Consolidating democracy. Any populist phantoms around?

The presidential campaign has been unleashed and with it goes the traditional battle for power.  This is not different from any other presidential race Chile has had since the start of democratic times with Aylwin as President in 1990.   It has been 25 years of transition to the democratic game and 2 coalitions have been circling and taking posts for the Presidential seat. However, the end of a stable political cycle - with most presidential terms ruled by the center-left coalition, ex Concertación de Partidos Por la Democracia, today Nueva Mayorìa - is facing all the challenges brought about by the end of a stable cycle with the beginning of a new political era. In this new era, post-transition times, empowered middle-classes press the state to tackle disparities in the wake of 25 years of steady growth but uneven distribution of wealth.  Country Risk Chile analyses the possible scenarios with three frontrunners for the Presidency, March 2018.  This analysis takes into account the risk and opportunity that each candidate brings to the political landscape against the backdrop of economic slowdown, productivity issues, social change and citizen's disaffection with political parties. 

What do they bring to the opportunity side and why? What is their Achilles' heel and why? 

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2016 - The year of productivity in Chile

As part of our weekly monitoring on Country Risk Chile’s top 5 political risks 2016, we bring a fresh analysis on risk Nr 5, Productivity.  This week, we analyze the public and private initiatives to foster growth and productivity against the negative external scenario of low record copper prices, China's economic slowdown, an appreciated dollar and the impact of second-generations reforms - led by the center-left Nueva Mayoría coalition- on investors' confidence.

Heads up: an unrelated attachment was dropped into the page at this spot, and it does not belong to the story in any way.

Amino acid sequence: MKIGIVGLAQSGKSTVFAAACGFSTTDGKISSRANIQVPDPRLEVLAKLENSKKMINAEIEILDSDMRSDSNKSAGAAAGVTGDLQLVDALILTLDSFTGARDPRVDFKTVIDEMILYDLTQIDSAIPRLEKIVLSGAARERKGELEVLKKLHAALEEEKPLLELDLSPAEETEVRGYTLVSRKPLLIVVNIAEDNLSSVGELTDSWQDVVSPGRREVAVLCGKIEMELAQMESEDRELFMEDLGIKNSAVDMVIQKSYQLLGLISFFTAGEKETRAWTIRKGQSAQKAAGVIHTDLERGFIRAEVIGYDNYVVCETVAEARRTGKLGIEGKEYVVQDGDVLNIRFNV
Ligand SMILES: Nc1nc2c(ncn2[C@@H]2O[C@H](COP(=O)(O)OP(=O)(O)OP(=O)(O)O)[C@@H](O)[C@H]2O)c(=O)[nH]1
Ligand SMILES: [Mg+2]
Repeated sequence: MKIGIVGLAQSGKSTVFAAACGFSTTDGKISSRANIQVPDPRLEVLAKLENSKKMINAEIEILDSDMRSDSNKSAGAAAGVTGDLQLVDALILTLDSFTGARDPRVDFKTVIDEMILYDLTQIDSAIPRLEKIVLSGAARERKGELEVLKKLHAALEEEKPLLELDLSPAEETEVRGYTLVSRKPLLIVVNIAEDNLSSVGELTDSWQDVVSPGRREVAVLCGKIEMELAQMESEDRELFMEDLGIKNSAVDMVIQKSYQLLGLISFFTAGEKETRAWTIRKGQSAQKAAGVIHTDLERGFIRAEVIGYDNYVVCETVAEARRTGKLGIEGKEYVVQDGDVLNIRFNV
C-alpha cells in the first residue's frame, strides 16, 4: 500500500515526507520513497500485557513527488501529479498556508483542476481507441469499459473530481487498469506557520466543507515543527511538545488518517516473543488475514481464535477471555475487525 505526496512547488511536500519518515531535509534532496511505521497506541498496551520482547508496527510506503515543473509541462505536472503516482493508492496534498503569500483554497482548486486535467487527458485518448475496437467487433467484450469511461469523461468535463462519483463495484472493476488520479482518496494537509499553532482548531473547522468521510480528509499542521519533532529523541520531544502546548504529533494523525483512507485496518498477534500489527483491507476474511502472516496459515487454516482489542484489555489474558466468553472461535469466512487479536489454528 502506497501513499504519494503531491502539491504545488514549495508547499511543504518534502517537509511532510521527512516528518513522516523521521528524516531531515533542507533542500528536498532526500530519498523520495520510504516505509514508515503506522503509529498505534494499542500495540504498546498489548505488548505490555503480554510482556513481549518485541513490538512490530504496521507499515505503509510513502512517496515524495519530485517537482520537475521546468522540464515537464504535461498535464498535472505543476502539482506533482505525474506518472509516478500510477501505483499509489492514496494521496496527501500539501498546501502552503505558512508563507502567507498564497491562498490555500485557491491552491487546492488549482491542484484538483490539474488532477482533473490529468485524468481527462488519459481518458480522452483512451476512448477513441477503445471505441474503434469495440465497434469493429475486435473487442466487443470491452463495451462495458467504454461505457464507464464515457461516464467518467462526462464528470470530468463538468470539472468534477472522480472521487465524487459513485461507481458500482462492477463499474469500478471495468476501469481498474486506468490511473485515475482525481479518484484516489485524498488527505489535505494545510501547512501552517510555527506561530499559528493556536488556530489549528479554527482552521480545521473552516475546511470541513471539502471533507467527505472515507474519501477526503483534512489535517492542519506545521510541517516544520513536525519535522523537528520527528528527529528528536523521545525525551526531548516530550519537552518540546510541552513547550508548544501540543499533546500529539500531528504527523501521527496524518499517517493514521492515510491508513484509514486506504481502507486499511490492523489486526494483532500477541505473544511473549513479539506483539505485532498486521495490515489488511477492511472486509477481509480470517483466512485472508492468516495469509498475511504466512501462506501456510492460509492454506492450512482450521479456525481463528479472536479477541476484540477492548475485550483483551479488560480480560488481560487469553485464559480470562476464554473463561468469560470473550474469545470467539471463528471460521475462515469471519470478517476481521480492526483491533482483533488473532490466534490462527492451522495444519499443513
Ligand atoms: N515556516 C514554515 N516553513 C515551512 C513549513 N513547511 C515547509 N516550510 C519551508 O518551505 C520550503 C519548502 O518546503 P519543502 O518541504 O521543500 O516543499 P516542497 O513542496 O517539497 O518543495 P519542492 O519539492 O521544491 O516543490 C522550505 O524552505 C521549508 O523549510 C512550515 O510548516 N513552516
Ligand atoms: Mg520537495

On March 31st, Chilean Finance Minister,  Rodrigo Valdés, announced the implementation of 22 measures as part of the 2016 Chilean Agenda for Growth and Productivity declared by President Michelle Bachelet.  Alongside these 22 measures,  the Chilean CPC (Confederation of Productivity and Commerce, comprising the local entrepreneurs) came up with 109 additional measures to boost growth.  There is a widespread concern as well as an agreement that the country needs to re-direct efforts on growth and minimize the impact of second-generation reforms on investors' confidence.  Both government authorities and local entrepreneurs agree on the urgent need to find new strategies to deal with external factors such as the end of the commodities boom,  the appreciated dollar and low record copper price,  especially when the Chinese are shifting their economy - from being a giant consumer of raw materials to playing a major role in the service market.   Macroeconomic factors and the uncertainty triggered by internal reforms are compelling authorities and local entrepreneurs to analyze strategies to recover the path of sustainable growth that Chile has enjoyed in this 25-year political cycle and ensure its usual resilience at a time of volatility.  What is new in this regard is the inclusion of advanced human capital in the Agenda and general recognition about improving educational variables for the first time amongst local capital stakeholders. 

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